• Choosing - And Rejecting - An Applicant
  • Holding Deposits

2.  Understanding Leases and Rental Agreements

  • Oral Agreements Are Not Recommended
  • Written Agreements: Which Is Better, a Lease or a Rental Agreement?
  • Foreign Language Note on California Leases and Rental Agreements
  • Common Legal Provisions in Lease and Rental Agreement Forms
  • How to Modify and Sign Form Agreements
  • Cosigners
  • Illegal Lease and Rental Agreement Provisions

3.  Basic Rent Rules

  • How Much Can You Charge?
  • When Rent Is Due
  • Where and How Rent Is Due
  • Late Charges
  • Returned Check Charges
  • Partial Rent Payments

4.  Rent Control

  • Property Exempt From Rent Control
  • Local Rent Control Administration
  • Registration of Rental Properties
  • Rent Formula and Individual Adjustments
  • Security Deposits
  • Certification of Correct Rent Levels by Board
  • Vacancy Decontrol
  • Tenant Protections: Just Cause Evictions
  • Rent Control Board Hearings
  • Legal Sanctions for Violating Rent Control

5. Security Deposits

  • Security Deposits Must Be Refundable
  • How Landlords May Use Deposits
  • Dollar Limits on Deposits
  • How to Increase Deposit Amounts
  • Last Month's Rent
  • Interest, Accounts, and Record Keeping on Deposits
  • Insurance as a Backup to Deposits
  • When Rental Property Is Sold
  • When You're Purchasing Rental Property

6.  Property Managers

  • Hiring Your Own Manager
  • Avoiding Legal Problems
  • Management Companies
  • An Owner's Liability for a Manager's Acts
  • Notifying Tenants of the Manager
  • Firing a Manager
  • Evicting a Manager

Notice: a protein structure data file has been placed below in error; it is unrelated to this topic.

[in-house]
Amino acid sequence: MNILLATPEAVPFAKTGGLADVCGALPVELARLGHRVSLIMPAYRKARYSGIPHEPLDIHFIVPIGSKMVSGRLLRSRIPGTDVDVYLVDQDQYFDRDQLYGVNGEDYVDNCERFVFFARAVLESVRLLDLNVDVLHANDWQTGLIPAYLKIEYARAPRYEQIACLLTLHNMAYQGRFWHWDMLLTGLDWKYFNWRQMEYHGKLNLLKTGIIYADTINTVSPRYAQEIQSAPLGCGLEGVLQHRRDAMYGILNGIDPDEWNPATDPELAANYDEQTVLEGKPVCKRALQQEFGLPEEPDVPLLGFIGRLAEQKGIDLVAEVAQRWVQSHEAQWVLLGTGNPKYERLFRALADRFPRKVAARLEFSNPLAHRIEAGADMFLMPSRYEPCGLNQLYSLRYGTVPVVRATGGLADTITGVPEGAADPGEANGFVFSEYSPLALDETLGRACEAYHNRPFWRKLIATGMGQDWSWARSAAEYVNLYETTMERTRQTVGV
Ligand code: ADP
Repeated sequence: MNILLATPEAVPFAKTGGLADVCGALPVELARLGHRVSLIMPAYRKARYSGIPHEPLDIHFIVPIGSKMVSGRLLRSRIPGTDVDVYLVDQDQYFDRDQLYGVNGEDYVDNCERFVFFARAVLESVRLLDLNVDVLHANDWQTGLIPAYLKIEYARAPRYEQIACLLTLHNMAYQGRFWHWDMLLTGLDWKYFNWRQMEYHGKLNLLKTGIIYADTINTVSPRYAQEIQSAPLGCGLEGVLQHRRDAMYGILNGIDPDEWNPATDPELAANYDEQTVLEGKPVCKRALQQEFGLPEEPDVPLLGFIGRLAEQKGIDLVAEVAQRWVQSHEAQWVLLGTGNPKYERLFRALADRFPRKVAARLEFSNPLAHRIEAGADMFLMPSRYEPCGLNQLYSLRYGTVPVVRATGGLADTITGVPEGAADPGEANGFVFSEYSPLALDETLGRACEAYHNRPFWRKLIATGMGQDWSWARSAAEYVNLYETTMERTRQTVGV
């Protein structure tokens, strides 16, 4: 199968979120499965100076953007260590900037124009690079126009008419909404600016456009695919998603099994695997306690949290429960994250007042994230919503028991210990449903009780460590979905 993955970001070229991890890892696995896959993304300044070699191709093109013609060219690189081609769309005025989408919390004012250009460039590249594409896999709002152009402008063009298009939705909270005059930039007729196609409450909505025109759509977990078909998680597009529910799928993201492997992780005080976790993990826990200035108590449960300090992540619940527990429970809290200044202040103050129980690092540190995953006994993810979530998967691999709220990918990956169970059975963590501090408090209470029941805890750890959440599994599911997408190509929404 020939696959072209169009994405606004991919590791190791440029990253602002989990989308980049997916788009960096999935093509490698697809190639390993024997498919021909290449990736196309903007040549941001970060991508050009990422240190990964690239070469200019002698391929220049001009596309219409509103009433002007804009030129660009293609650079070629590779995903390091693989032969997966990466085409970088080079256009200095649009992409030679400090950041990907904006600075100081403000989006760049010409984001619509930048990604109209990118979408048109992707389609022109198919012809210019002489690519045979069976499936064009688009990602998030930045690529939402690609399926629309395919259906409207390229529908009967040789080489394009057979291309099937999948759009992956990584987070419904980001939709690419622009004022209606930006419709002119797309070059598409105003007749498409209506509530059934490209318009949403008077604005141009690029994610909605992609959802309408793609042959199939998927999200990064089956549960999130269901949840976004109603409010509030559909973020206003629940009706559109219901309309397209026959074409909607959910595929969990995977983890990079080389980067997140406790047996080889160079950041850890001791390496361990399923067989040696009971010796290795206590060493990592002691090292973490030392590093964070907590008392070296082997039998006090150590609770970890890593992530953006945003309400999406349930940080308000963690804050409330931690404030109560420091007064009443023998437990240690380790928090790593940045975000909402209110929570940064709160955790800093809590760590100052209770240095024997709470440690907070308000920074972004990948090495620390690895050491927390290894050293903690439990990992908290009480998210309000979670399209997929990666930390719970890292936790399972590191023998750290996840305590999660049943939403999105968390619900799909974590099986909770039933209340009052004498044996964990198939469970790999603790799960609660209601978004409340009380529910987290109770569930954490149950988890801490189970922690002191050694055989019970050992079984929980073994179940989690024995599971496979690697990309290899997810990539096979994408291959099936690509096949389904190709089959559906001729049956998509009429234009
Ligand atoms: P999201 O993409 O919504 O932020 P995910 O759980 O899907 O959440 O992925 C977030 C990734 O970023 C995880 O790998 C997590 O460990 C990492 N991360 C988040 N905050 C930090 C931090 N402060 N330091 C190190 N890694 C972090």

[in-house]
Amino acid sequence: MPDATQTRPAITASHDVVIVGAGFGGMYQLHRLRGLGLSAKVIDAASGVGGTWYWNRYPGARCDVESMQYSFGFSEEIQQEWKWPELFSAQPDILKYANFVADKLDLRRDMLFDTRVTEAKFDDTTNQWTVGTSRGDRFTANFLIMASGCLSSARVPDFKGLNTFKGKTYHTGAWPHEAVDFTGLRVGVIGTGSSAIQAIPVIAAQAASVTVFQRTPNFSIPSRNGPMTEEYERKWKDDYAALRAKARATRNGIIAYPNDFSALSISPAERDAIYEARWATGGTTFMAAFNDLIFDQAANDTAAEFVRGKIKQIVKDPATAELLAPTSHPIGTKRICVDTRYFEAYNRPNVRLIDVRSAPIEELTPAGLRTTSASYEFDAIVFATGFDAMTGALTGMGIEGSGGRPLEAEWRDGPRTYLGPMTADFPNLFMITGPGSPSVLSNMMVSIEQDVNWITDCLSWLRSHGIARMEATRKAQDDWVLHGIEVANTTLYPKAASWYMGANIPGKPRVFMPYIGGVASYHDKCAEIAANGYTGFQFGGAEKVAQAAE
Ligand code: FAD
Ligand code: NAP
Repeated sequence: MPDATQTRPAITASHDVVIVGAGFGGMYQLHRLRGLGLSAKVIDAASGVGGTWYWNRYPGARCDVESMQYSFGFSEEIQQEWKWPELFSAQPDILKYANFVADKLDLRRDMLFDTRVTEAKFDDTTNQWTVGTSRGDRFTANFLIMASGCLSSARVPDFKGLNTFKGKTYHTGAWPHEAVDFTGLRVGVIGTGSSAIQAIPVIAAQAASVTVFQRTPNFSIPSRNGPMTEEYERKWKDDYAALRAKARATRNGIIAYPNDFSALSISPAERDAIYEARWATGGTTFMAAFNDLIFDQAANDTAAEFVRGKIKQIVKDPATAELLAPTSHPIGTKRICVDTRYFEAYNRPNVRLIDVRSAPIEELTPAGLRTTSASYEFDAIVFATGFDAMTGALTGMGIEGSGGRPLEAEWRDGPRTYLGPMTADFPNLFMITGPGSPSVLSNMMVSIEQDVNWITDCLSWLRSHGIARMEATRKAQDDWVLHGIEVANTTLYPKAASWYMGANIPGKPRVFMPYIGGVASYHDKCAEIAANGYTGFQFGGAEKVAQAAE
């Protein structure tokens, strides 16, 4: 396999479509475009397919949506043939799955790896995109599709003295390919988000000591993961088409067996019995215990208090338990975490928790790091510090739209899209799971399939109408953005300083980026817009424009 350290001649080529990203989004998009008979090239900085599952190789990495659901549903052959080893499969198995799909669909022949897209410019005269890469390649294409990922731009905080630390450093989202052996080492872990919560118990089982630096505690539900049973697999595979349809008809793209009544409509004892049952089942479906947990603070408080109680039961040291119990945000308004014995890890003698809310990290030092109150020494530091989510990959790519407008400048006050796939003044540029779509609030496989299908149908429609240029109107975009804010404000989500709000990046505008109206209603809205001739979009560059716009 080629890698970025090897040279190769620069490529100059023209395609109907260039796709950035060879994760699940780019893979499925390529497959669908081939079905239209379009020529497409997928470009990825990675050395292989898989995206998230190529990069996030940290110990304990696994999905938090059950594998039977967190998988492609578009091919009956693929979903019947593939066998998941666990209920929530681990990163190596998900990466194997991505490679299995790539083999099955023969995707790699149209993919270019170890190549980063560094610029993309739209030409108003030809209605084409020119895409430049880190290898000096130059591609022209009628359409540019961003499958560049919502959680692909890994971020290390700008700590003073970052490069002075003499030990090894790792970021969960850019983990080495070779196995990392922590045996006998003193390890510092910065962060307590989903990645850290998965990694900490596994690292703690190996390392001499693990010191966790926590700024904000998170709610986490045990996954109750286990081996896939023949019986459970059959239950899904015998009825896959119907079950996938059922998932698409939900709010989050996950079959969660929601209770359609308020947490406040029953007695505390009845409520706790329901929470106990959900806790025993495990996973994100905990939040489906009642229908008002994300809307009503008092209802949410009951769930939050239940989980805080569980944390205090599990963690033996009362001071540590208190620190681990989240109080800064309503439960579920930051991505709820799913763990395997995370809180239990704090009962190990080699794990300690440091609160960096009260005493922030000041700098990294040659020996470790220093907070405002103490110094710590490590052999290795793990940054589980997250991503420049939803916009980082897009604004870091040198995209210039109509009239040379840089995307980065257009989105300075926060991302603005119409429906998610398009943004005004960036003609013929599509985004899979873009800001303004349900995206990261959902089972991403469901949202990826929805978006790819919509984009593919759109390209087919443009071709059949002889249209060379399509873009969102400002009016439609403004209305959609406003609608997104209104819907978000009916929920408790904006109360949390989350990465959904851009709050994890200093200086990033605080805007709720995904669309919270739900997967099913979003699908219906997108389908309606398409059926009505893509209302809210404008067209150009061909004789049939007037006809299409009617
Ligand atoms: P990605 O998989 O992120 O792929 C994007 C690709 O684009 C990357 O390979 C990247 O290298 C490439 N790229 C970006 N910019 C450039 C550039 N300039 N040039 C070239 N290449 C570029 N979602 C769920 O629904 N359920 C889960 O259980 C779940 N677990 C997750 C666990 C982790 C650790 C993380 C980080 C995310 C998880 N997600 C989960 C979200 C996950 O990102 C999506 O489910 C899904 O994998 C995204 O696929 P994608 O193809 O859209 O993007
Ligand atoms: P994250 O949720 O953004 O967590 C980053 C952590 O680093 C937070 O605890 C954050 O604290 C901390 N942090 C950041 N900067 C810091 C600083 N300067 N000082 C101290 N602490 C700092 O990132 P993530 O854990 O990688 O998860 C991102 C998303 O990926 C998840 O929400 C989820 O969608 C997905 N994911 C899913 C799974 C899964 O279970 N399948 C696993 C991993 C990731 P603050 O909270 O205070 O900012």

7.  Getting the Tenant Moved In

  • Inspect and Photograph the Unit
  • Send New Tenants a Move-In Letter
  • First Month's Rent and Security Deposit Checks

8.  Lawyers, Legal Research, Eviction Services, and Mediation

  • Legal Research Tools
  • Mediating Disputes With Tenants
  • Nonlawyer Eviction Services
  • Finding a Lawyer
  • Paying a Lawyer
  • Resolving Problems With Your Lawyer

9.  Discrimination

  • Legal Reasons for Refusing to Rent to a Tenant
  • Sources of Discrimination Laws
  • Forbidden Types of Discrimination
  • Occupancy Limits
  • Legal Penalties for Discrimination
  • Owner-Occupied Premises and Occasional Rentals
  • Managers and Discrimination
  • Insurance Coverage for Discrimination Claims

10.  Cotenants, Subtenants, and Guests

  • Renting to More Than One Tenant
  • Subtenants and Sublets
  • When a Tenant Brings in a Roommate
  • If a Tenant Leaves and Assigns the Lease to Someone
  • Sort-Term Rentals Like Airbnb

11.  The Landlord's Duty to Repair and Maintain the Property

  • State and Local Housing Standards
  • Enforcement of Housing Standards